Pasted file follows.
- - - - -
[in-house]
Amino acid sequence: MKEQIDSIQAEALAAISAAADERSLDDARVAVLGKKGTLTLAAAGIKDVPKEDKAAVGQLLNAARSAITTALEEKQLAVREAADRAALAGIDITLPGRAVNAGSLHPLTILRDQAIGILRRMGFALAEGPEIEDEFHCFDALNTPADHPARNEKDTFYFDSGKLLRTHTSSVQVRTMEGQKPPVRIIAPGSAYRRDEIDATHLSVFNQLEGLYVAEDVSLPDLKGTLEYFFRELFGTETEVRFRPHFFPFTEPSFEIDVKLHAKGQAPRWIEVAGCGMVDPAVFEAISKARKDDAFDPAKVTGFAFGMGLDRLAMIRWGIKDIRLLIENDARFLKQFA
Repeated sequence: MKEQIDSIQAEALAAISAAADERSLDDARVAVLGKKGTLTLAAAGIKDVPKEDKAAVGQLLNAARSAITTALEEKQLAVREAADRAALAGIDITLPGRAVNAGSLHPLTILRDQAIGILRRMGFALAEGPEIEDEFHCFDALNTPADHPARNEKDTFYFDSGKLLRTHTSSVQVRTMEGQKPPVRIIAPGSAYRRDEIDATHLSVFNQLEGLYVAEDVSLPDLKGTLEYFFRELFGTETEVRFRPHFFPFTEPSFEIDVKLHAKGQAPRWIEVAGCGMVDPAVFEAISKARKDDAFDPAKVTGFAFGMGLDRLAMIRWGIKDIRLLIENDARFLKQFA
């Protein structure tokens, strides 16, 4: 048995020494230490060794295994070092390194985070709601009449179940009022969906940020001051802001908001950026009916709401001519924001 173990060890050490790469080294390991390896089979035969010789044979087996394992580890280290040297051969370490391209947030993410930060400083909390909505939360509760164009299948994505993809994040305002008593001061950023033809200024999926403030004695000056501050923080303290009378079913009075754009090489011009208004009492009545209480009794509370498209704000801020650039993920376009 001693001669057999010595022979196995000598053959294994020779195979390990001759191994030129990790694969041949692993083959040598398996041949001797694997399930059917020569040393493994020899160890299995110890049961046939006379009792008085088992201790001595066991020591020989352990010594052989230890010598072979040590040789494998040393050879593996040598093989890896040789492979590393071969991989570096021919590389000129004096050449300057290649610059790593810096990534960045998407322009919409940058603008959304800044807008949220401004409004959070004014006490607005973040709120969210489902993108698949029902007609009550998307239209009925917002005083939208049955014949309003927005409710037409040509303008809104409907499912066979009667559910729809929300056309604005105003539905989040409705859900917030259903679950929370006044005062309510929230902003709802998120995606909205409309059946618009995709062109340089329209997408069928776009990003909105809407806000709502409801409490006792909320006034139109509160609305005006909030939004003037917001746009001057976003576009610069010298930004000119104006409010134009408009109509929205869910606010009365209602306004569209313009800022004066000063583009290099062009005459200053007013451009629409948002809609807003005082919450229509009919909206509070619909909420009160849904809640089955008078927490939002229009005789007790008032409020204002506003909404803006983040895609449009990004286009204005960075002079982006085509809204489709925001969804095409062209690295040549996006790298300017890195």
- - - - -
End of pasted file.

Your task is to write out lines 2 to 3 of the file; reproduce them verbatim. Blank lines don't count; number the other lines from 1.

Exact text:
Amino acid sequence: MKEQIDSIQAEALAAISAAADERSLDDARVAVLGKKGTLTLAAAGIKDVPKEDKAAVGQLLNAARSAITTALEEKQLAVREAADRAALAGIDITLPGRAVNAGSLHPLTILRDQAIGILRRMGFALAEGPEIEDEFHCFDALNTPADHPARNEKDTFYFDSGKLLRTHTSSVQVRTMEGQKPPVRIIAPGSAYRRDEIDATHLSVFNQLEGLYVAEDVSLPDLKGTLEYFFRELFGTETEVRFRPHFFPFTEPSFEIDVKLHAKGQAPRWIEVAGCGMVDPAVFEAISKARKDDAFDPAKVTGFAFGMGLDRLAMIRWGIKDIRLLIENDARFLKQFA
Repeated sequence: MKEQIDSIQAEALAAISAAADERSLDDARVAVLGKKGTLTLAAAGIKDVPKEDKAAVGQLLNAARSAITTALEEKQLAVREAADRAALAGIDITLPGRAVNAGSLHPLTILRDQAIGILRRMGFALAEGPEIEDEFHCFDALNTPADHPARNEKDTFYFDSGKLLRTHTSSVQVRTMEGQKPPVRIIAPGSAYRRDEIDATHLSVFNQLEGLYVAEDVSLPDLKGTLEYFFRELFGTETEVRFRPHFFPFTEPSFEIDVKLHAKGQAPRWIEVAGCGMVDPAVFEAISKARKDDAFDPAKVTGFAFGMGLDRLAMIRWGIKDIRLLIENDARFLKQFA